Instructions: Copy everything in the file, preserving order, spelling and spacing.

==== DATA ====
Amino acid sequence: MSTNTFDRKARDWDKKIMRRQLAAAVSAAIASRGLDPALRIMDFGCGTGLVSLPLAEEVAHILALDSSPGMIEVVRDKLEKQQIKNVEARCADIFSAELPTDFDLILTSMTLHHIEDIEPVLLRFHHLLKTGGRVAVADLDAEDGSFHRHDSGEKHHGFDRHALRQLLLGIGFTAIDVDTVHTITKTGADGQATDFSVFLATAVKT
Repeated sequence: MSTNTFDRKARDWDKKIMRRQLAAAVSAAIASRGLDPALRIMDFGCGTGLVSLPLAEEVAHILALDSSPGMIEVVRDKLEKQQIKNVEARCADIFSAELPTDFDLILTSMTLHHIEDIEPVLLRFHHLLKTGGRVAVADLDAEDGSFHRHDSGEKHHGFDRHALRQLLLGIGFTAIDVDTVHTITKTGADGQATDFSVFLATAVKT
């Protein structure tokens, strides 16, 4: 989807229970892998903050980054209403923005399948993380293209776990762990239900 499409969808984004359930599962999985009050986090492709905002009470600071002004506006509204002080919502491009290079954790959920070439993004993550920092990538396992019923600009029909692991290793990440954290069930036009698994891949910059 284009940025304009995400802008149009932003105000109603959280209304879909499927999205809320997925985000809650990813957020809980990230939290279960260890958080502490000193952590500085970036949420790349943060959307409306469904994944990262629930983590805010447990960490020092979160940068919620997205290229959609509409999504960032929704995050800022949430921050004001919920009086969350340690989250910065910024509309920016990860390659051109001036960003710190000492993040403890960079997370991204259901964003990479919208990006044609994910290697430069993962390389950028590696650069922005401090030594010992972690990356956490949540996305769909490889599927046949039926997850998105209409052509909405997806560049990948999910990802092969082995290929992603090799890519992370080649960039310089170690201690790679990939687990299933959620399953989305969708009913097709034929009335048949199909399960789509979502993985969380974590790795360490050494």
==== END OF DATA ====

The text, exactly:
Amino acid sequence: MSTNTFDRKARDWDKKIMRRQLAAAVSAAIASRGLDPALRIMDFGCGTGLVSLPLAEEVAHILALDSSPGMIEVVRDKLEKQQIKNVEARCADIFSAELPTDFDLILTSMTLHHIEDIEPVLLRFHHLLKTGGRVAVADLDAEDGSFHRHDSGEKHHGFDRHALRQLLLGIGFTAIDVDTVHTITKTGADGQATDFSVFLATAVKT
Repeated sequence: MSTNTFDRKARDWDKKIMRRQLAAAVSAAIASRGLDPALRIMDFGCGTGLVSLPLAEEVAHILALDSSPGMIEVVRDKLEKQQIKNVEARCADIFSAELPTDFDLILTSMTLHHIEDIEPVLLRFHHLLKTGGRVAVADLDAEDGSFHRHDSGEKHHGFDRHALRQLLLGIGFTAIDVDTVHTITKTGADGQATDFSVFLATAVKT
């Protein structure tokens, strides 16, 4: 989807229970892998903050980054209403923005399948993380293209776990762990239900 499409969808984004359930599962999985009050986090492709905002009470600071002004506006509204002080919502491009290079954790959920070439993004993550920092990538396992019923600009029909692991290793990440954290069930036009698994891949910059 284009940025304009995400802008149009932003105000109603959280209304879909499927999205809320997925985000809650990813957020809980990230939290279960260890958080502490000193952590500085970036949420790349943060959307409306469904994944990262629930983590805010447990960490020092979160940068919620997205290229959609509409999504960032929704995050800022949430921050004001919920009086969350340690989250910065910024509309920016990860390659051109001036960003710190000492993040403890960079997370991204259901964003990479919208990006044609994910290697430069993962390389950028590696650069922005401090030594010992972690990356956490949540996305769909490889599927046949039926997850998105209409052509909405997806560049990948999910990802092969082995290929992603090799890519992370080649960039310089170690201690790679990939687990299933959620399953989305969708009913097709034929009335048949199909399960789509979502993985969380974590790795360490050494």